Hyde and Hare
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|Hyde and Hare|
|Looney Tunes (Bugs Bunny) series|
|Directed by||I. Freleng|
|Produced by||Edward Selzer|
|Story by||Warren Foster|
|Voices by||Mel Blanc|
|Music by||Carl Stalling|
|Animation by||Gerry Chiniquy
|Layouts by||Hawley Pratt|
|Backgrounds by||Irv Wyner|
|Studio||Warner Bros. Cartoons|
|Distributed by||Warner Bros. Pictures
The Vitaphone Corporation
|Release date(s)||August 27, 1955 (USA)|
|Running time||7 minutes|
Hyde and Hare is a 1955 Looney Tunes Bugs Bunny cartoon, directed by Friz Freleng. The cartoon pits Bugs against Dr. Jekyll, who continues to turn into Mr. Hyde. The title is a play on the expression "neither hide nor hair."
Bugs comes out of his rabbit hole in a city park every morning because a kind gentleman (who has the likeness and mannerism of Peter Lorre) keeps coming to feed him a carrot ("Well, here I go again with the 'timid little rabbit' routine. It's shameful, but - eh, it's a living!"). At first feigning a usual rabbit posture, Bugs eventually stands up and confides that he'd rather simply go home with the gentleman as a "pet," since it would be easier on both of them. As the gentleman brings Bugs home, he remarks that it is strange that Bugs calls him "Doc" because "I happen to be a doctor." The camera then pans up to see that the name above the apartment is none other than Dr. Jekyll.
Inside the house, Bugs gets used to his new surroundings. Dr. Jekyll comes across a bubbling potion that he knows he shouldn't drink, but he gives in ("Oh, I'm so ashamed!!") and drinks the potion anyway. He then transforms into Mr. Hyde, with a monstrous green face and glowing red eyes. Bugs tries running from this monster, but soon the monster reverts to Dr. Jekyll. Bugs, thinking that the monster is still after both of them, tries leading the doctor into various rooms and closets, with the eventual re-transformation of the doctor into Mr. Hyde. This continues for a few minutes, until Dr. Jekyll decides that he's going to pour the rest of the formula down the drain. He goes into his lab, but finds only the empty beaker. The Doctor asks Bugs if he drank the potion; Bugs becomes insulted at the idea and leaves ("I am going back to the park! There is no question of my integrity there", he huffs).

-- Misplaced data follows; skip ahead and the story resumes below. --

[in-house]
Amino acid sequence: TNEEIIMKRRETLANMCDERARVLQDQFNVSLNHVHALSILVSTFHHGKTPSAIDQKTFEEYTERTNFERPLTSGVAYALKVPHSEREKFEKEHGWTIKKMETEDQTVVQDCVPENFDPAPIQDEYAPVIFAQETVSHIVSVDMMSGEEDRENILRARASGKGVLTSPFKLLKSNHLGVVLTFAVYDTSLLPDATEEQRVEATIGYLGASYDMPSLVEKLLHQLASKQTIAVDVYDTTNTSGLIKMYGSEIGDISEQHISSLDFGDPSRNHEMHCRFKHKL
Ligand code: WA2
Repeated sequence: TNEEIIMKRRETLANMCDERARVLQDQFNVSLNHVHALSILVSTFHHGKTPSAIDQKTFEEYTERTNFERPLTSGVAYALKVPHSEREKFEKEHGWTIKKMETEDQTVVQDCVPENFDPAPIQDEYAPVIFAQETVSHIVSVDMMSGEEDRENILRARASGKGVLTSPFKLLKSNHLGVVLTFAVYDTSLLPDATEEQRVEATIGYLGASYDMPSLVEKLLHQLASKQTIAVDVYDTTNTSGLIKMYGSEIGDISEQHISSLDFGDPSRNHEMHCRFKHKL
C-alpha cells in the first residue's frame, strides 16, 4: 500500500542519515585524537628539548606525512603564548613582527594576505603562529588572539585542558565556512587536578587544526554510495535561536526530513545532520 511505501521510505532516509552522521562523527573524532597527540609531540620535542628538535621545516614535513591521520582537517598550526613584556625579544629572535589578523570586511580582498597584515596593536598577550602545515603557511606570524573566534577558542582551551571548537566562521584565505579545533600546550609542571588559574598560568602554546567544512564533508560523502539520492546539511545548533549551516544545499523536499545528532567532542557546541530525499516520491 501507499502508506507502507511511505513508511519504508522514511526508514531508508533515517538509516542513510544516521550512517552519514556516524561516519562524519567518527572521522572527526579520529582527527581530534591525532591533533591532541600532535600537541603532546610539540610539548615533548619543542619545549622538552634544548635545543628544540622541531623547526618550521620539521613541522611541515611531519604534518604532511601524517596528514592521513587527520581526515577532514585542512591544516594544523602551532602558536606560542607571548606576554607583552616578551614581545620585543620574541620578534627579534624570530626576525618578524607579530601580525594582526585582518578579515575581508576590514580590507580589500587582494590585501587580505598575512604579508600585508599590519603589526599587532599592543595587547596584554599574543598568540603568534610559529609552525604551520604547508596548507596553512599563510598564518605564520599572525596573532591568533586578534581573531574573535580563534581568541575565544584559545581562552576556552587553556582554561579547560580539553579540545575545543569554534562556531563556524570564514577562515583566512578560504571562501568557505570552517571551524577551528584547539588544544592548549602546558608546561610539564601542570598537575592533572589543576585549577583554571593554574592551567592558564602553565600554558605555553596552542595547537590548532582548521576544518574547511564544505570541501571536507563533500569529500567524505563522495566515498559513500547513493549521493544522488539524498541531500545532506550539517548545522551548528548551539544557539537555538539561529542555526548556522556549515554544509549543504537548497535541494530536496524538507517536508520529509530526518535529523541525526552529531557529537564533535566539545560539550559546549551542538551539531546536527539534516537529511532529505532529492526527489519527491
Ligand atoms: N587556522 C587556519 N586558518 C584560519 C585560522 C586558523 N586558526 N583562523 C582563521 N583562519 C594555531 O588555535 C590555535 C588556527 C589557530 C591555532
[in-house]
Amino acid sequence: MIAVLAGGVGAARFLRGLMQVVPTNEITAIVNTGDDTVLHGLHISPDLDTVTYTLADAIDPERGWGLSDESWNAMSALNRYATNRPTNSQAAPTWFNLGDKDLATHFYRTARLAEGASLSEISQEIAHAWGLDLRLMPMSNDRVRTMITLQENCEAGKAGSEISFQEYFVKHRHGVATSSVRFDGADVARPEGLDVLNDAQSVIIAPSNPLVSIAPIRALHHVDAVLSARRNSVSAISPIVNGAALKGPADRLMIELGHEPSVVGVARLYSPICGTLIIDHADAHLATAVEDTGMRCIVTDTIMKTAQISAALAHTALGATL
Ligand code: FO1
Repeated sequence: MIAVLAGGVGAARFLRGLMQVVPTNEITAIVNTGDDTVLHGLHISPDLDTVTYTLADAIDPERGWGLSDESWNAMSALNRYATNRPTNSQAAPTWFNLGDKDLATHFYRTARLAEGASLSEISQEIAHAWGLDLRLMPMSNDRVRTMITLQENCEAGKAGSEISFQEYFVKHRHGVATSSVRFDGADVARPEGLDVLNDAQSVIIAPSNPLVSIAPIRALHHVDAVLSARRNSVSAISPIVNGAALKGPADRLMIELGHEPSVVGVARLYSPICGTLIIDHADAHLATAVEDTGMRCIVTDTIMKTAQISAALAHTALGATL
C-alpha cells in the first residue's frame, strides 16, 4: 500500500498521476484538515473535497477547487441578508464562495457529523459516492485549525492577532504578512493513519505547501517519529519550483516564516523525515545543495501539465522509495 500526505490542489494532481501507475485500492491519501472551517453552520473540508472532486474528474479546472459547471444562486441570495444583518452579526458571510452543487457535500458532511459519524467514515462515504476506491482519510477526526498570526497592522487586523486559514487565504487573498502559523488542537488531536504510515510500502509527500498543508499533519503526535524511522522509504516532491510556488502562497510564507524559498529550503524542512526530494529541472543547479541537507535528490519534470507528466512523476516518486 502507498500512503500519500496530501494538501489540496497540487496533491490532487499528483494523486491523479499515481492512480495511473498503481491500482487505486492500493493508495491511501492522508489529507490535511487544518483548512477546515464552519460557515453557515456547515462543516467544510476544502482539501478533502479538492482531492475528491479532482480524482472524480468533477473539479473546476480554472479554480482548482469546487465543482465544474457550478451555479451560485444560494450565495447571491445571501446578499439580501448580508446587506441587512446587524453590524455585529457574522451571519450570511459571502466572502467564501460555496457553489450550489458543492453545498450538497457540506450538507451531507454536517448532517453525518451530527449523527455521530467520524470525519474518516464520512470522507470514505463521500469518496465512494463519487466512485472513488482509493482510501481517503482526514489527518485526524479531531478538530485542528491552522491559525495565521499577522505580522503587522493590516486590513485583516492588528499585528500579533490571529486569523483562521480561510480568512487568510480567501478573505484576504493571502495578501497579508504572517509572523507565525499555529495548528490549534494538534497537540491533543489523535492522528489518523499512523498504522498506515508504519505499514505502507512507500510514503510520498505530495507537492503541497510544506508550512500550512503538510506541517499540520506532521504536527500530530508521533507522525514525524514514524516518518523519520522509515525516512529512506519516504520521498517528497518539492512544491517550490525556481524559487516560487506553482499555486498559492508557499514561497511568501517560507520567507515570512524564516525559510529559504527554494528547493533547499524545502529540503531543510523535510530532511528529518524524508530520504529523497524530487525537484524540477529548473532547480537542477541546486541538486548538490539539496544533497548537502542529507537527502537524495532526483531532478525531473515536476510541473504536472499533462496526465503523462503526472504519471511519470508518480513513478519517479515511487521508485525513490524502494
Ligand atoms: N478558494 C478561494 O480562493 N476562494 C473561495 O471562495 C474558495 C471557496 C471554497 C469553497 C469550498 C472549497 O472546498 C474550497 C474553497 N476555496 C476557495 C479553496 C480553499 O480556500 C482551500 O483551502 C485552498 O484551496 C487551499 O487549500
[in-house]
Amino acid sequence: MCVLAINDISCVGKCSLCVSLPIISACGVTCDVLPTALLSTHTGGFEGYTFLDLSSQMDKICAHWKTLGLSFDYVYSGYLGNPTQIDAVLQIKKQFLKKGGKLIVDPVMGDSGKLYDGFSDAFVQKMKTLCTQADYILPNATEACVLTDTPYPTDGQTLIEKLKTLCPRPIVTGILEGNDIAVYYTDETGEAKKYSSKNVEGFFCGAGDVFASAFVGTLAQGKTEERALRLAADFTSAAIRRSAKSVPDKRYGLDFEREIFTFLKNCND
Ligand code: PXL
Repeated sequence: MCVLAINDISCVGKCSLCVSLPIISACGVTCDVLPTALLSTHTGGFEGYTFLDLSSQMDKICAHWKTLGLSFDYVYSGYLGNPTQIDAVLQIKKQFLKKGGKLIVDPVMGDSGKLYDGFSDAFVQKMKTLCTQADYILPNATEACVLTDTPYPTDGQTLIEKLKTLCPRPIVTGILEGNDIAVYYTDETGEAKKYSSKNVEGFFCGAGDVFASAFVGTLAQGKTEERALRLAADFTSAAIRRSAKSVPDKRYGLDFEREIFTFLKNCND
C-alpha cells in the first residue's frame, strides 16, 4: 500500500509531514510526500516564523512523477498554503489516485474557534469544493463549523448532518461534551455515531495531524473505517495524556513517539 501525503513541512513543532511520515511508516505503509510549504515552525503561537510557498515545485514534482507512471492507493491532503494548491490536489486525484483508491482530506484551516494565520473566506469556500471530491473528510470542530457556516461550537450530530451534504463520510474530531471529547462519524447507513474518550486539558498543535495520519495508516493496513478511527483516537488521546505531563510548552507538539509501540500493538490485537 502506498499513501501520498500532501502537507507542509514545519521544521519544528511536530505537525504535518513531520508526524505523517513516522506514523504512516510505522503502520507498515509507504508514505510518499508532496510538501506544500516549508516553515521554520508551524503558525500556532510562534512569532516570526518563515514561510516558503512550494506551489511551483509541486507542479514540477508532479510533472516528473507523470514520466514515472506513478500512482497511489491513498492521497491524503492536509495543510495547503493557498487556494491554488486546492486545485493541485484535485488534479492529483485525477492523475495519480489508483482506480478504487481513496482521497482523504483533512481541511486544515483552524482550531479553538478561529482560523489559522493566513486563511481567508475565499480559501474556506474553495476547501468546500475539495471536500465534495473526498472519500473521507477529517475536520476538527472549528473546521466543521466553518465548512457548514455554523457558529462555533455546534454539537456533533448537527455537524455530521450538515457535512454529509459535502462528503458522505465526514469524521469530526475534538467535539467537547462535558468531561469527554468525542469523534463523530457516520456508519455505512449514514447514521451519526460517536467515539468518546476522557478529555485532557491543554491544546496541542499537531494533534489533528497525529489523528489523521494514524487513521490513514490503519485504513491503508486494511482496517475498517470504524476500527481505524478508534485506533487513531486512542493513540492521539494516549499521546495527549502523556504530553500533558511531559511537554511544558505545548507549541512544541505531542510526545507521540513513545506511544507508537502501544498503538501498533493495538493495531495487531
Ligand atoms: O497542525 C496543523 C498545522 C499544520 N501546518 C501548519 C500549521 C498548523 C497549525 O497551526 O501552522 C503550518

Walking back to his park, Bugs transforms into a monstrous green rabbit (an implication, to the viewers anyway, that he DID drink the formula). The people at the park who are busy feeding the pigeons see Bugs and run away screaming. Bugs looks at them and wonders, "Now what's eating THEM? Hmph! You'd think they never saw a rabbit before!" After Bugs Bunny says his last lines, he eats a carrot and watches the old ladies and old man run away as the screen closes.
- In the cartoon, Bugs sits down at a piano, places a candelabra upon it, and utters the phrase, "I wish my brother George was here". The reference was to Liberace, who had a brother George, and was also his conductor on TV. It also references Liberace's personal appearances during the 1950s.
- The piano piece that Bugs plays is the Minute Waltz by Chopin, or as Bugs calls him "Choppin'."
- When Bugs first sees Mr. Hyde, he says Ralph Kramden's line to him, "You... are a mental case!"
This is a Life?
|Bugs Bunny Cartoons